Connecting people with nature in Ontario's Mississippi Valley

 August 19, 2016

The Almonte Lagoon and Nature trail, across from Auld Kirk cemetery on Ramsay Concession 8, has been the recipient of several rare birds over the past few years. The Mississippi Valley Field Naturalists (MVFN) Potvin Observation Tower provides  views across the lagoons.

On Saturday morning, August 13th, a Western bird, a juvenile male yellow-headed blackbird was spotted by noted Ottawa birder Mark Gawn, feeding on the exposed mudflats and hiding in the cattails. Immediately the signal went out over the birding networks and area birders began pouring in to get a glimpse of this rarity. At one point in the morning, a peregrine falcon zoomed in over the lagoon like a marauding spitfire and scared all of the shorebirds and the blackbird away, but within half an hour, the rare visitor returned, much to the delight of those who came to observe the bird and log the sighting in their records.

The yellow-headed blackbird has a range across the west from Lake Michigan, with a few coming into the Point Pelee area around Windsor. An inch larger than our most familiar red-winged blackbird, the adult male is all black with a brilliant yellow head and chest. Most distinctive is a white wing patch. The adult female has a more mottled yellow head and chest and does not show a wing patch.

The Almonte lagoon and Nature Trail sports an observation tower overlooking the fence and berm. The tower, named for its donor Al Potvin, was erected by MVFN several years ago and the nature trail leading to the tower is maintained regularly by MVFN members.

Having this excellent site and access trail in our area is of great value to local birders and others, and also has value for the local economy. In an economic study of the facility done in 2015 by MVFN member Cliff Bennett, a questionnaire was sent out all across Ontario through the ONTBIRDS network to gauge the dollar value of this magnetic draw of rare shorebirds and other birds coming in to rest and feed during migration. The results showed that during the year, 88 people had visited the lagoon, making a total of 265 visits. While in town, they spent over $4000 on gasoline, food and other shopping.  Today, the Lagoon and nature trail is regularly visited and reported on by the Ottawa birding network as well as local birders.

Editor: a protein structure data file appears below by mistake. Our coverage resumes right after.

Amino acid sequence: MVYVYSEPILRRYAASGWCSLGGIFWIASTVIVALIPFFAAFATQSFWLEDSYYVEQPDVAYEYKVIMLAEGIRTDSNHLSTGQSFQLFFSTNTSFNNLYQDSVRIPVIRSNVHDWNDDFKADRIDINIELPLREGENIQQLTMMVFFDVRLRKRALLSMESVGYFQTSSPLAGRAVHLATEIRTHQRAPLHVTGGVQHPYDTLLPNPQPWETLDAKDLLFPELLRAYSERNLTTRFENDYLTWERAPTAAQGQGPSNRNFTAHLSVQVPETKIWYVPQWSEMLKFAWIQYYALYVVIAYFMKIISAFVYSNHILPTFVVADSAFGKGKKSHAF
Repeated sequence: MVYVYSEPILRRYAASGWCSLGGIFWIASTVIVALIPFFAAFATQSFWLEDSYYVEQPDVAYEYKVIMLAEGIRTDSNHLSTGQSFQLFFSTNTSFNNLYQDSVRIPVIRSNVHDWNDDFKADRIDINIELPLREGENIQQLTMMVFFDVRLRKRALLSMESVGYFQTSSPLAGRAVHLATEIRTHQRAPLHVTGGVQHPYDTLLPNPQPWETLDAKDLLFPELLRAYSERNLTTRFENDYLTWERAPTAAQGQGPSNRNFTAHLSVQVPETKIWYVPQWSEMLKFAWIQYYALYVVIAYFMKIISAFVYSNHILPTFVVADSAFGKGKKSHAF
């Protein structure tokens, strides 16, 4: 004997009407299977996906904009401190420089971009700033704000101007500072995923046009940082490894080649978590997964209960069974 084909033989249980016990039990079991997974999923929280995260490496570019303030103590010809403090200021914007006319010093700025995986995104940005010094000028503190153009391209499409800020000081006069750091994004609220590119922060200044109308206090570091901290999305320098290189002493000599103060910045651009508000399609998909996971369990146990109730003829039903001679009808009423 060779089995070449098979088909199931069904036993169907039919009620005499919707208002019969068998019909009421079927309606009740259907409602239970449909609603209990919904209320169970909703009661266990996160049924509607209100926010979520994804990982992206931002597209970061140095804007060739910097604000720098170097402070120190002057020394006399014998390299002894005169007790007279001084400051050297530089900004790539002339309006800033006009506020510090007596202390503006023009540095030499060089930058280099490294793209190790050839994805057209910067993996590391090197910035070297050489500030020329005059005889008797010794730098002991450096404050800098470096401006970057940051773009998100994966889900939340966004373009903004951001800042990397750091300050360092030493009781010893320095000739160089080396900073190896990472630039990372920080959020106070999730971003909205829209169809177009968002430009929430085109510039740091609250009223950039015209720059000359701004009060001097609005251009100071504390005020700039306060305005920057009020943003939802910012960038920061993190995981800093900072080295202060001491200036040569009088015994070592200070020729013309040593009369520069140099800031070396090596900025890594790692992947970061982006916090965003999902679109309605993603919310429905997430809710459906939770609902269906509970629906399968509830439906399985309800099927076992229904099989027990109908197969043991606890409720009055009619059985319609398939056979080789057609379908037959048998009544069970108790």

If you have not yet visited this facility, watch for MVFN’s series of September Open Houses at the Potvin Observation Tower. These will be held on four Wednesdays in September/October, details tba. From 3 to 5 P.M. on each of these days, an expert birder will be on site with a spotting scope to help you identify the lagoon’s visitors.

Submitted by Cliff Bennett, MVFN Past-President



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MVFN Nature Notebook Sightings

Sighting sent in August 11 2016:

The Hummingbird Moth has been visiting the Phlox patch every day and my husband, Nat Capitanio, captured great close-up pictures. Photos of August 10, 2016.

HUMMINGBIRD MOTH 5 AUG 10 2016 (1280x719)HUMMINGBIRD MOTH 3 AUG 10 2016 (1280x719)

Lise Balthazar
Sheridan Rapids
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MVFN Nature Notebook Sightings

Sighting sent in July 19, 2016:  A Grapevine beetle “by my front door” and a katydid: “I think the green is incredible”

Iain Wilkes, Carleton Place

It sure is incredible, thanks Iain!

Katydid Iain WilkesGrapevine beetle Iain Wilkes


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MVFN Nature Notebook Sightings

Sightings sent in July 1st and July 6, 2016:  A mystery butterfly. Or can someone confirm the identity for us?

Lise Balthazar, Sheridan Rapids

MVFN NATURE NOTEBOOK NOTE: At first we thought it might be a rather unusual sighting of a species not likely to occur here. See the first photo below which is of an individual seen by Lise on July 1st.  The other two are both of another individual butterfly, possibly the same species as the first.

First photo here is one from July 1: seen on the grass. It may or may not be the same species as the next two photos, which are both of a different individual.



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